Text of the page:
Rapper Kanye West has released his long-awaited ninth studio album. And it is… new.
Have you seen any of those videos where a baby meets their parents’ twin for the first time? They sense that something is wrong. Everybody seems to be acting normal, and the person looks identical to somebody they know but they still can’t… quite… trust them. That is what this album is to Kanye. A strange juxtaposition of the producer/performer Kanye that we already knew, and this new writer Kanye that seems to be bent on evangelizing the masses. It makes you wonder what exactly is going on, where did that man who talked about getting bleach on his t-shirt go?
More on that later, but for now, the music. How is it? Production is where the strength of this album lies. It feels polished yet organic, contemporary and traditionally gospel in conjunction. Songs are very short, with few even reaching three minutes. With 11 tracks sitting at 27 minutes, this album is something of a “blink and you’ll miss it” type of deal. The issue with saying that though is that Jesus is King can feel like a long album. The fact that many of the songs don’t even hit two minutes and still manage to carry the amount of presence and weight that they do only speaks to the skill West has as an artist.
The features on this album were used perfectly. There are no missteps at all in that department, both in terms of features chosen and in how they were implemented, from Clipse to Fred Hammond to Ty Dolla $ign. Of course, it is also coupled with long-time partner Mike Dean doing the mixing again, and Timbaland and Pi’erre Bourne as producers. It’s no wonder this album sounds good.
Kanye’s singing has only gotten better with time. Now, he’s no Adele, but I don’t think he sets out to be. His vocals are very reminiscent of J-Cole, where the vocals aren’t technically perfect or practiced, but the imperfections make it feel much more intimate. Despite how deep into his faith West has gone, this album still feels like a “phase”. The surface-level Christianity gives way, at times, to the true Kanye, talking about how great he is and doing whatever he can to introduce some slice of himself to something that is very much outside of the quintessential “Kanye” that we all know.
One last interesting thing to note is the release of this album. Believed to be a revised version of the unreleased album Yandhi, where he uploads and edits mixes after putting the album out, it is similar to what he did on his album The Life of Pablo. The issue with it is that the release of the album was postponed (once for certain, other times probably due to bigger changes) purely because West believed the mixing needed to be fixed. Why delay if there would be edits anyway? Put your best foot forward in the very beginning or stop being so fussy altogether.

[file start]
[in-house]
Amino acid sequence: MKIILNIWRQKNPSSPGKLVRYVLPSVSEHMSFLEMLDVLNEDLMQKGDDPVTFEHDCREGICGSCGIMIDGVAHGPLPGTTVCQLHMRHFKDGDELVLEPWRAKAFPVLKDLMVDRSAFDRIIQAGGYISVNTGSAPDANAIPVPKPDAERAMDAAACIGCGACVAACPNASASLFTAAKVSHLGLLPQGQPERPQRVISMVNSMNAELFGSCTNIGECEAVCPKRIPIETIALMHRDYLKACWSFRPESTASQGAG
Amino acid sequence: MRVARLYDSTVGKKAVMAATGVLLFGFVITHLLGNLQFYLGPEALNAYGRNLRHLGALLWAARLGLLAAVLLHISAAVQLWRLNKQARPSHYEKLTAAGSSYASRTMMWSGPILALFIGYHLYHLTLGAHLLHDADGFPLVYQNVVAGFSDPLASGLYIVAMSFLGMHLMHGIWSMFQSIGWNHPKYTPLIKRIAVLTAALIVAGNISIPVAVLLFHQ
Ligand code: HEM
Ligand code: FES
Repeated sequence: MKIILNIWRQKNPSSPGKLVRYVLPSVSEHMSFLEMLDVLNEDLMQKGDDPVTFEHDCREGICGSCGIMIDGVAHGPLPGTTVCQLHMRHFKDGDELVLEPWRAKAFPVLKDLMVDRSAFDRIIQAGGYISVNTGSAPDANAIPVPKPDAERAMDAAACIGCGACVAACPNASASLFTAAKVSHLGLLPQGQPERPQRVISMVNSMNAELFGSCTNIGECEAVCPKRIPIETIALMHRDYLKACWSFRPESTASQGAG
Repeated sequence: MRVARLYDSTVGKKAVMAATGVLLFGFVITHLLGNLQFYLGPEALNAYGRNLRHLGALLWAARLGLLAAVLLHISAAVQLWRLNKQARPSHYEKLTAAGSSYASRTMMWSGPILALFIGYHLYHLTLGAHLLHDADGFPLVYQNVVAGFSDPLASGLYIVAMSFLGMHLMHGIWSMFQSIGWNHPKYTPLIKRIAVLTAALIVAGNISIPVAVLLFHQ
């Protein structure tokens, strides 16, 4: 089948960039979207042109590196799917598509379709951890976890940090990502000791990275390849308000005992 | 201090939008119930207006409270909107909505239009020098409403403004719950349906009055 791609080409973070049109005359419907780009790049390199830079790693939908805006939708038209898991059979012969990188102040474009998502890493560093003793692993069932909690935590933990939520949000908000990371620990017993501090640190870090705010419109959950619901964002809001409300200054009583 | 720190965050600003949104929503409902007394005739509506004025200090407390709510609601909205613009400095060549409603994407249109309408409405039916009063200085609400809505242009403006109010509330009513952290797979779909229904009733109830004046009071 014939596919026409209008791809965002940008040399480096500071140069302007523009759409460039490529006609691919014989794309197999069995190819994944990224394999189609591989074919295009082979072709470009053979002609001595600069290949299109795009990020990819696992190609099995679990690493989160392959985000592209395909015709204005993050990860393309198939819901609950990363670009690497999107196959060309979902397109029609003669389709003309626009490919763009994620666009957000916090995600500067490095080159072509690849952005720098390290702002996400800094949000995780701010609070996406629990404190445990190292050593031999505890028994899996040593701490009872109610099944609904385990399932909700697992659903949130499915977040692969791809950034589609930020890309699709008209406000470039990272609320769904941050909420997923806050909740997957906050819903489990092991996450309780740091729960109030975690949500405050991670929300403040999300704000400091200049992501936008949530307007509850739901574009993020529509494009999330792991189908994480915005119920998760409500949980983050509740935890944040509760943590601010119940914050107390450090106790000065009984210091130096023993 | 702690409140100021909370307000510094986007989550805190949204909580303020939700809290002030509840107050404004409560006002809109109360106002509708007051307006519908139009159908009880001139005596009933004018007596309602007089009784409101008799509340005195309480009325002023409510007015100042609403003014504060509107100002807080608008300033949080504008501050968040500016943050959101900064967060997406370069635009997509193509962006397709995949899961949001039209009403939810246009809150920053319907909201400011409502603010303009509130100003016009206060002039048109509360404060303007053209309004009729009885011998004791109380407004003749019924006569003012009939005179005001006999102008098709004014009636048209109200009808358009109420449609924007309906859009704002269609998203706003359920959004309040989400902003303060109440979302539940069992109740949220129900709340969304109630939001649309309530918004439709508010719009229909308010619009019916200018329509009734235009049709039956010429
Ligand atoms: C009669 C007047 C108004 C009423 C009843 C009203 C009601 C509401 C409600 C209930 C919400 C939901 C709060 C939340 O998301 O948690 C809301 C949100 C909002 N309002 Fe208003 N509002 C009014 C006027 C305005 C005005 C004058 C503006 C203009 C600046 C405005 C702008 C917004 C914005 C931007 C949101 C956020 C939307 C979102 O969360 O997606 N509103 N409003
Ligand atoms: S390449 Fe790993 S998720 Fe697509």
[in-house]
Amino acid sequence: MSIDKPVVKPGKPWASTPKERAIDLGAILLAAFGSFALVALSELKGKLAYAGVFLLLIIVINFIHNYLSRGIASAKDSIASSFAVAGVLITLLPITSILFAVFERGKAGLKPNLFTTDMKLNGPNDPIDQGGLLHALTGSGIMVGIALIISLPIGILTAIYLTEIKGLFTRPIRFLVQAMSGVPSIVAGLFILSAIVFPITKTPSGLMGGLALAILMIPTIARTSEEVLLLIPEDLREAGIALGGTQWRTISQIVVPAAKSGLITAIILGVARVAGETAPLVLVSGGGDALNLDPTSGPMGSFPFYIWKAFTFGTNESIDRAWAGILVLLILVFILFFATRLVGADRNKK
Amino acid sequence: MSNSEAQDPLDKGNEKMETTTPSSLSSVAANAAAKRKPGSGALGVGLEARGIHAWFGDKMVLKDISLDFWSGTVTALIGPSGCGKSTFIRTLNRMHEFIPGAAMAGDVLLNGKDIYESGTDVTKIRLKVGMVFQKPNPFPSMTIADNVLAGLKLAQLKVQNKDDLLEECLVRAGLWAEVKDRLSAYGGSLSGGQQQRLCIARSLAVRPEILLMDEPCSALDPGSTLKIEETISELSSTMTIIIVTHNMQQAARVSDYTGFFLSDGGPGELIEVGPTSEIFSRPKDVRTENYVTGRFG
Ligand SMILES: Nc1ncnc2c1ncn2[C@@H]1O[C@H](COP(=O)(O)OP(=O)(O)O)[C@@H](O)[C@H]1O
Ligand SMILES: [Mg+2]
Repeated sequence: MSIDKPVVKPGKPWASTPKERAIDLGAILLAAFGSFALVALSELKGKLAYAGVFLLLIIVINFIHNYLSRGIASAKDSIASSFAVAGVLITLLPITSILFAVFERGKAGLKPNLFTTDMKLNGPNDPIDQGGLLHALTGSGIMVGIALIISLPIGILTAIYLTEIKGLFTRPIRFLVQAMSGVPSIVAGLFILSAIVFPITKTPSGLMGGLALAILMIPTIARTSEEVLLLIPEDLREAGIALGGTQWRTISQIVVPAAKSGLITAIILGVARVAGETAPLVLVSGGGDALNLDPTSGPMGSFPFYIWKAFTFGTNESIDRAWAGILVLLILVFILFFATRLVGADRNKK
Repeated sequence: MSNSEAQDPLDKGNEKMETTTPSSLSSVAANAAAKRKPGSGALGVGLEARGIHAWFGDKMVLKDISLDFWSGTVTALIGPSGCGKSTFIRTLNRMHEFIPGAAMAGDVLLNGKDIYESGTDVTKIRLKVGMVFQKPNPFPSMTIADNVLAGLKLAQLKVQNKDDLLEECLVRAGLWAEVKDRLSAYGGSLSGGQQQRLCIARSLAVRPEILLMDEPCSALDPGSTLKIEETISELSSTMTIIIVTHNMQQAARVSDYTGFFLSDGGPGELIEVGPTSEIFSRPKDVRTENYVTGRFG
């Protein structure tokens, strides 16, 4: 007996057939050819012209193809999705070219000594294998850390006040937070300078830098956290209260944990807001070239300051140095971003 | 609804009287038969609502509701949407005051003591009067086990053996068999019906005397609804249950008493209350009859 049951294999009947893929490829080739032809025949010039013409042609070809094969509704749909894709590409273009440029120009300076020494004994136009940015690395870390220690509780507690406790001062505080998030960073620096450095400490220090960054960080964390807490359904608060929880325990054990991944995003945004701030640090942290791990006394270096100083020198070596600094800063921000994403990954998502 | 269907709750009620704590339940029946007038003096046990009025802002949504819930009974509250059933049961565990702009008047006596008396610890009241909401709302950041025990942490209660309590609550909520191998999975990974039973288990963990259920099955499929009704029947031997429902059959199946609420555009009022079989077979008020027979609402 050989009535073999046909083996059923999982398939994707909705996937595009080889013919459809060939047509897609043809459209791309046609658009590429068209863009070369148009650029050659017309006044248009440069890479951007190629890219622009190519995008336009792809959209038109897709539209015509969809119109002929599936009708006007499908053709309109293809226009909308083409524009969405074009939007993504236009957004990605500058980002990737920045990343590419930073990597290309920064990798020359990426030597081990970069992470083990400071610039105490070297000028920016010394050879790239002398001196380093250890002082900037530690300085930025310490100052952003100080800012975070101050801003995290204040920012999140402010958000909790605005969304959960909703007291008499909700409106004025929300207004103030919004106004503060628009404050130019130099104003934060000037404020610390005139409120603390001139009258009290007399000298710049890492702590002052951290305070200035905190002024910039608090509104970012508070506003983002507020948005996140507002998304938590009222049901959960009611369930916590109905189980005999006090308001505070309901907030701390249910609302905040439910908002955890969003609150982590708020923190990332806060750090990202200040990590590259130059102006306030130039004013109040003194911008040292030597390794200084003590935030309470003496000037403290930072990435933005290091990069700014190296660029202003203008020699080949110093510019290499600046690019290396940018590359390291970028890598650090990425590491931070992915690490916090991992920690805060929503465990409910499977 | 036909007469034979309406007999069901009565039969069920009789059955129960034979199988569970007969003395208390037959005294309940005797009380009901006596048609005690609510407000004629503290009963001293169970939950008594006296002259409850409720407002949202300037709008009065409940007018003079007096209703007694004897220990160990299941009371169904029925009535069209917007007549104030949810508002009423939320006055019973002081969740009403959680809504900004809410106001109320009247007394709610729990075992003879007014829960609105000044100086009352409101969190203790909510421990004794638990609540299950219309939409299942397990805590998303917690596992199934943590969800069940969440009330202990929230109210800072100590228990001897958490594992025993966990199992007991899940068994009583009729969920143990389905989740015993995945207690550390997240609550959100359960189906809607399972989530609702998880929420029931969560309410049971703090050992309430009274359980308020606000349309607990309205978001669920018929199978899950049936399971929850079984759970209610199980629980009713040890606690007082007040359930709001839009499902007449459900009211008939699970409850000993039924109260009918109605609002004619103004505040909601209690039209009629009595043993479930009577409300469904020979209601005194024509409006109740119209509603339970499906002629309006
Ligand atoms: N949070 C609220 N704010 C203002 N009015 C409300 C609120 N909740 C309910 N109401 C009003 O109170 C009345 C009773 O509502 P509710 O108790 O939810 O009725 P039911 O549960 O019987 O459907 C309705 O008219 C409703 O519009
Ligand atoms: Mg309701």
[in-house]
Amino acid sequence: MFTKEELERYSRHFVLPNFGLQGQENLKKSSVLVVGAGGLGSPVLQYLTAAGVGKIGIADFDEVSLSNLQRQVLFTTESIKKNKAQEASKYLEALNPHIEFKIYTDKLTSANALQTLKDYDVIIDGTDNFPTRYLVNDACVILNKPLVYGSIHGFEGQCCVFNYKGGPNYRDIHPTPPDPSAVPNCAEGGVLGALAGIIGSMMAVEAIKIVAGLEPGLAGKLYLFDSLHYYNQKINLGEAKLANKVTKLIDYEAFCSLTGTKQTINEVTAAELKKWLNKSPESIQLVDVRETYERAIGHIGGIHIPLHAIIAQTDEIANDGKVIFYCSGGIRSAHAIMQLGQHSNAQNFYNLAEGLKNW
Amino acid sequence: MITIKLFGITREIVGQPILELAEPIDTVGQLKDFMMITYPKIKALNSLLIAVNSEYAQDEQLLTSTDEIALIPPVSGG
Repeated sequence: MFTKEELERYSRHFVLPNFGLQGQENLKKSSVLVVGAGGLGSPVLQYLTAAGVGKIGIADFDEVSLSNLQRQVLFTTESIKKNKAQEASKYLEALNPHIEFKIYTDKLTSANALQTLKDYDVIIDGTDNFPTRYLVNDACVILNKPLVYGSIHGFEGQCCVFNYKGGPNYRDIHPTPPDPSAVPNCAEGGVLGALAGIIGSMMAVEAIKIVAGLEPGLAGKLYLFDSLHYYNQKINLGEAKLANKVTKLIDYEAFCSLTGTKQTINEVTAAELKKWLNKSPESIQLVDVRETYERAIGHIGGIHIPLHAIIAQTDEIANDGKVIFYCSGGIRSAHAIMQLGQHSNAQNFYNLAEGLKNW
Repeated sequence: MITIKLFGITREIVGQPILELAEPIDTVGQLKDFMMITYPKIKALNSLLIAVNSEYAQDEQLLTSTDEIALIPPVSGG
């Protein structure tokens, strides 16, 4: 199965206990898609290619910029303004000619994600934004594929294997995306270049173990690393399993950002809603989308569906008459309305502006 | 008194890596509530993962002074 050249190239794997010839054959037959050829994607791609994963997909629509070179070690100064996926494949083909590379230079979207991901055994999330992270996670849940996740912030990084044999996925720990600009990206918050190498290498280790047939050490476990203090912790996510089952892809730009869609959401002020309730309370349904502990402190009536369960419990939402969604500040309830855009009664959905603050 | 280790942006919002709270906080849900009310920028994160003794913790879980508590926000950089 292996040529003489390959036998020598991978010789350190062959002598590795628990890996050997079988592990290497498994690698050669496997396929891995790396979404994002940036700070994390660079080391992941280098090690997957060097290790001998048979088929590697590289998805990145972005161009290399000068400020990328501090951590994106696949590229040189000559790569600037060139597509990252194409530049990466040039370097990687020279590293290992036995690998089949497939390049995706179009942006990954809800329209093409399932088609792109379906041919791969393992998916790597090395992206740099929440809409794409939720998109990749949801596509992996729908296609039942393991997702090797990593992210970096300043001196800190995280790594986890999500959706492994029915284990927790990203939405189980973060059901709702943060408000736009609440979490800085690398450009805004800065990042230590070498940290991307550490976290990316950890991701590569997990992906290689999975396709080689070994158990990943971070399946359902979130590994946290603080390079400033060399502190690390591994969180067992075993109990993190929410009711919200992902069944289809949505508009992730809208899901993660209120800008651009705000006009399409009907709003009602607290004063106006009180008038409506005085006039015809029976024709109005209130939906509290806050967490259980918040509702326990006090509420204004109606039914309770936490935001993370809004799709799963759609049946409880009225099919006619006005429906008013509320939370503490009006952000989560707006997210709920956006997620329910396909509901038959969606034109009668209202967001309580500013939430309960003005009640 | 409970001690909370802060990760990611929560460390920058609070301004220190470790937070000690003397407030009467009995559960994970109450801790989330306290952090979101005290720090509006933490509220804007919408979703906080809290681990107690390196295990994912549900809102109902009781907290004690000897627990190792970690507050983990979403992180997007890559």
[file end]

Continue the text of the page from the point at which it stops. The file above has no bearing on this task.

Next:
If there is one word to describe the tone of this album, it would be comforting. It feels like you’ve sat down next to your grandma at a sermon and she’s snuck you a candy because you’ve started to get antsy. It feels like folding chairs and wood panelling. Regardless of affiliation or your faith of choice, it’s impossible to deny how beautiful this album sounds. There are some VERY preachy moments and the platitudes become grating pretty early on, but I suppose that’s not entirely unexpected of a gospel album. Every once in awhile we see Kanye without any masks on, stepping out and grabbing the spotlight for a minute, but those moments are far between.
Besides the Christianity stuff, this project hits briefly on themes of freedom and bondage on tracks Selah and Hands On. Both Kanye and his wife Kim have been advocating and doing work for ratifying the 13th amendment and reupholstering the prison system for what's been a few years now. It’s nice to see it mentioned in an album that’s supposed to be centered around West’s truths.
For the most part, the album is mostly entry-level Christianity and how it applies to West’s life given the comfort it has granted him. It leads to the creation of what is ultimately a very warm album. I feel happier after having listened to it. That being said, lyrics do hold half the stock in the worth of a song, and the lyrics on this album are subpar (to be gentle). There was little in the way of deeper level thinking. What was said was garbled and nonsensical, at times hypocritical (despite mentioning that there’s “nothing worse than a hypocrite”... hmm), and very little of it even had anything to do with West himself. It seems almost unbelievable that this is the same man who created something as analytical and deep as My Beautiful Dark Twisted Fantasy. Despite the underwhelming lyrics, production and performance were just as sharp as ever. It is definitely not a bad album.
Always remember, you my chick-fil-a.
Standout tracks: Selah, On God, Water, God Is, Hands On, Use This Gospel